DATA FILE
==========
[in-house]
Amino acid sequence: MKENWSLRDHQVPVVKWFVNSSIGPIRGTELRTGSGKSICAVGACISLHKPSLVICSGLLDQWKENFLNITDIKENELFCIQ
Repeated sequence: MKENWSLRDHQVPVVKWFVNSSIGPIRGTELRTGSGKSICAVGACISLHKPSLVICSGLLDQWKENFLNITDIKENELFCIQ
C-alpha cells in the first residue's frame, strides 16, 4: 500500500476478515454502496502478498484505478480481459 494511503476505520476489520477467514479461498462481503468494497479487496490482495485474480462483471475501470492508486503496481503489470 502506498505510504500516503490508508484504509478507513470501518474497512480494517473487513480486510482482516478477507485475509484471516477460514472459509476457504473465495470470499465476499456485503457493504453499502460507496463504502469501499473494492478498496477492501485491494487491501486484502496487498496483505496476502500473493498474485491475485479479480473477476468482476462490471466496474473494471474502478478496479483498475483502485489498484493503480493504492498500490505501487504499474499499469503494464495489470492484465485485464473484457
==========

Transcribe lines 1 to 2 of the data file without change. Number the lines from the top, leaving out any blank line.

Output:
[in-house]
Amino acid sequence: MKENWSLRDHQVPVVKWFVNSSIGPIRGTELRTGSGKSICAVGACISLHKPSLVICSGLLDQWKENFLNITDIKENELFCIQ